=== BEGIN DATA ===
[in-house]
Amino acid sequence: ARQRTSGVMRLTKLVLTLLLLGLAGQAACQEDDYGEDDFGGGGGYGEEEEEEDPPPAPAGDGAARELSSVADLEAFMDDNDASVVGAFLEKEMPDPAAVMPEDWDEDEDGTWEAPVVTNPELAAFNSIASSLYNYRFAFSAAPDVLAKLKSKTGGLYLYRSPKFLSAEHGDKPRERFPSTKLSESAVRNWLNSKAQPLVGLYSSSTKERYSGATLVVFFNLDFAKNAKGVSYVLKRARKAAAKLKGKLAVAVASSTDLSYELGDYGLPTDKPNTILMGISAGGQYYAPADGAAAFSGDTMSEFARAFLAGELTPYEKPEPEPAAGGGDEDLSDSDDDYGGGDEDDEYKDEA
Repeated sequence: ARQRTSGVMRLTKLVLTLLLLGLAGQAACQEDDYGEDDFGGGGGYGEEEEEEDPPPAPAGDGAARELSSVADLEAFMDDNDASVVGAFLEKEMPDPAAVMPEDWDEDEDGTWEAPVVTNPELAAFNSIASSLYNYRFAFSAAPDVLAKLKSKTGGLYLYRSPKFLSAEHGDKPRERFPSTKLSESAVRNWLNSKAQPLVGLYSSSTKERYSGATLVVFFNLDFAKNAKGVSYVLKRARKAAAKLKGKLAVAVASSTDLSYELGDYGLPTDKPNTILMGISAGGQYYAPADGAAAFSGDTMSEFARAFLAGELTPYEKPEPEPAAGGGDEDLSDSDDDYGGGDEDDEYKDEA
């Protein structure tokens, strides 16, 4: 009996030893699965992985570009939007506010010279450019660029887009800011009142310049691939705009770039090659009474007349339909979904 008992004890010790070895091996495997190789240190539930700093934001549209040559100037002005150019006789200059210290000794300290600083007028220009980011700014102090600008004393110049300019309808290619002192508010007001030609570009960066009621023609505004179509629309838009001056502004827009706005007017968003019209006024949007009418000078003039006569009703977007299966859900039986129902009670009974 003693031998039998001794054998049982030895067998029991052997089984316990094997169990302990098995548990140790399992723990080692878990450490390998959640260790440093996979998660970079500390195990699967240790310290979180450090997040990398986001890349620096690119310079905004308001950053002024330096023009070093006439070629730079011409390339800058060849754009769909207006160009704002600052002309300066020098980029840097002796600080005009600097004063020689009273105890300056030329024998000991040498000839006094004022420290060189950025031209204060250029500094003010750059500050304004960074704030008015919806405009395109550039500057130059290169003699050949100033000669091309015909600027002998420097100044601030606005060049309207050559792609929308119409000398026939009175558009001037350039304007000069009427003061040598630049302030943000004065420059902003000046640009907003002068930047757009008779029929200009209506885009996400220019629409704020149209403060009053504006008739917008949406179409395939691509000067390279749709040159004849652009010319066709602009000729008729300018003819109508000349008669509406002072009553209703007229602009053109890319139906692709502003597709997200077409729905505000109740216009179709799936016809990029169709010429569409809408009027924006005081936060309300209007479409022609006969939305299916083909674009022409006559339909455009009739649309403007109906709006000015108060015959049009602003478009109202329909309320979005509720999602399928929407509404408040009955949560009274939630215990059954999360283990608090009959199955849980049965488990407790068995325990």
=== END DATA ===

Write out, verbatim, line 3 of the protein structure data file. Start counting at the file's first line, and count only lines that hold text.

Repeated sequence: ARQRTSGVMRLTKLVLTLLLLGLAGQAACQEDDYGEDDFGGGGGYGEEEEEEDPPPAPAGDGAARELSSVADLEAFMDDNDASVVGAFLEKEMPDPAAVMPEDWDEDEDGTWEAPVVTNPELAAFNSIASSLYNYRFAFSAAPDVLAKLKSKTGGLYLYRSPKFLSAEHGDKPRERFPSTKLSESAVRNWLNSKAQPLVGLYSSSTKERYSGATLVVFFNLDFAKNAKGVSYVLKRARKAAAKLKGKLAVAVASSTDLSYELGDYGLPTDKPNTILMGISAGGQYYAPADGAAAFSGDTMSEFARAFLAGELTPYEKPEPEPAAGGGDEDLSDSDDDYGGGDEDDEYKDEA